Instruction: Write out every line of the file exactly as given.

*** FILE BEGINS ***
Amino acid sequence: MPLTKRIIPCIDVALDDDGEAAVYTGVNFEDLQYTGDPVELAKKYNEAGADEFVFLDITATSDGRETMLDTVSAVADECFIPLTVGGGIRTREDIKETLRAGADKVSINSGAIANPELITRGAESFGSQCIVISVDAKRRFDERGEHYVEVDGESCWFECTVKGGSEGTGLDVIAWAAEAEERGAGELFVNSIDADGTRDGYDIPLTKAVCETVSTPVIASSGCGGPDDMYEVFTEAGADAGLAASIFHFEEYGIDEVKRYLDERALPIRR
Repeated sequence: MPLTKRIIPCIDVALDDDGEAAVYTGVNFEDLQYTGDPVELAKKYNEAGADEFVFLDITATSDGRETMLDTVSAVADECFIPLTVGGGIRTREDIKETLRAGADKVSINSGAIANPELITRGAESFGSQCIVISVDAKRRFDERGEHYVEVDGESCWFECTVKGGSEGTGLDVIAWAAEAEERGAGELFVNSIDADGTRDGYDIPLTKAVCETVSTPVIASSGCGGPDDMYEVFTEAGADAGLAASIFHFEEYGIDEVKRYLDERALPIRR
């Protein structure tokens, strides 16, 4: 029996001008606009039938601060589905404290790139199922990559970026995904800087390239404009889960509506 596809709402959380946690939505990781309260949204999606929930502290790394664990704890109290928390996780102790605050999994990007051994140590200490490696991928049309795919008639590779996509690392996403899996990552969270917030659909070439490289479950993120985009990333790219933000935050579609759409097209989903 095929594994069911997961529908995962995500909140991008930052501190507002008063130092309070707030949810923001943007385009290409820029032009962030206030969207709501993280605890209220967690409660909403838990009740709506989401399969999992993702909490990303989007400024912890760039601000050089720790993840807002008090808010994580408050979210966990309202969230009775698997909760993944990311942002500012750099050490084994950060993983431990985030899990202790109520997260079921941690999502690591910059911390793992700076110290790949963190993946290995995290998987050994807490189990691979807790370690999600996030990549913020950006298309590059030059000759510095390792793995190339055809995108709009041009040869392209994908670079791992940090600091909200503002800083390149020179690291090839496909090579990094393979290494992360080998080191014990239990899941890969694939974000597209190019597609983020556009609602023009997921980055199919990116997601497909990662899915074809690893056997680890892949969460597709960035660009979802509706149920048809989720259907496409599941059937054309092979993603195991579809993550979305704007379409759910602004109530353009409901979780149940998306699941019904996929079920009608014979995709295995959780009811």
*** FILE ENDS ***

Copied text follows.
Amino acid sequence: MPLTKRIIPCIDVALDDDGEAAVYTGVNFEDLQYTGDPVELAKKYNEAGADEFVFLDITATSDGRETMLDTVSAVADECFIPLTVGGGIRTREDIKETLRAGADKVSINSGAIANPELITRGAESFGSQCIVISVDAKRRFDERGEHYVEVDGESCWFECTVKGGSEGTGLDVIAWAAEAEERGAGELFVNSIDADGTRDGYDIPLTKAVCETVSTPVIASSGCGGPDDMYEVFTEAGADAGLAASIFHFEEYGIDEVKRYLDERALPIRR
Repeated sequence: MPLTKRIIPCIDVALDDDGEAAVYTGVNFEDLQYTGDPVELAKKYNEAGADEFVFLDITATSDGRETMLDTVSAVADECFIPLTVGGGIRTREDIKETLRAGADKVSINSGAIANPELITRGAESFGSQCIVISVDAKRRFDERGEHYVEVDGESCWFECTVKGGSEGTGLDVIAWAAEAEERGAGELFVNSIDADGTRDGYDIPLTKAVCETVSTPVIASSGCGGPDDMYEVFTEAGADAGLAASIFHFEEYGIDEVKRYLDERALPIRR
């Protein structure tokens, strides 16, 4: 029996001008606009039938601060589905404290790139199922990559970026995904800087390239404009889960509506 596809709402959380946690939505990781309260949204999606929930502290790394664990704890109290928390996780102790605050999994990007051994140590200490490696991928049309795919008639590779996509690392996403899996990552969270917030659909070439490289479950993120985009990333790219933000935050579609759409097209989903 095929594994069911997961529908995962995500909140991008930052501190507002008063130092309070707030949810923001943007385009290409820029032009962030206030969207709501993280605890209220967690409660909403838990009740709506989401399969999992993702909490990303989007400024912890760039601000050089720790993840807002008090808010994580408050979210966990309202969230009775698997909760993944990311942002500012750099050490084994950060993983431990985030899990202790109520997260079921941690999502690591910059911390793992700076110290790949963190993946290995995290998987050994807490189990691979807790370690999600996030990549913020950006298309590059030059000759510095390792793995190339055809995108709009041009040869392209994908670079791992940090600091909200503002800083390149020179690291090839496909090579990094393979290494992360080998080191014990239990899941890969694939974000597209190019597609983020556009609602023009997921980055199919990116997601497909990662899915074809690893056997680890892949969460597709960035660009979802509706149920048809989720259907496409599941059937054309092979993603195991579809993550979305704007379409759910602004109530353009409901979780149940998306699941019904996929079920009608014979995709295995959780009811």